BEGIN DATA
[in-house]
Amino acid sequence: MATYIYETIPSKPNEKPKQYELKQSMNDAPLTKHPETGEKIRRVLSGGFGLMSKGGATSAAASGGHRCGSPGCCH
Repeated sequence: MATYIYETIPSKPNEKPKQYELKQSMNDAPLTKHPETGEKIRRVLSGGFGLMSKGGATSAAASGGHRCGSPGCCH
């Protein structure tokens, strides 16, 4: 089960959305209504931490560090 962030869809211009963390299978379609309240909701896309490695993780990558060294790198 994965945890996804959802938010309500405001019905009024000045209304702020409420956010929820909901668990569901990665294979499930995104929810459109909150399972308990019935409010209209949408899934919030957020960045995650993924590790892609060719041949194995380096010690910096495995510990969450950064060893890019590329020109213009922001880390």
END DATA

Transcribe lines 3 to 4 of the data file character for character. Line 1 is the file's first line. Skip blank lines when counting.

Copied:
Repeated sequence: MATYIYETIPSKPNEKPKQYELKQSMNDAPLTKHPETGEKIRRVLSGGFGLMSKGGATSAAASGGHRCGSPGCCH
């Protein structure tokens, strides 16, 4: 089960959305209504931490560090 962030869809211009963390299978379609309240909701896309490695993780990558060294790198 994965945890996804959802938010309500405001019905009024000045209304702020409420956010929820909901668990569901990665294979499930995104929810459109909150399972308990019935409010209209949408899934919030957020960045995650993924590790892609060719041949194995380096010690910096495995510990969450950064060893890019590329020109213009922001880390």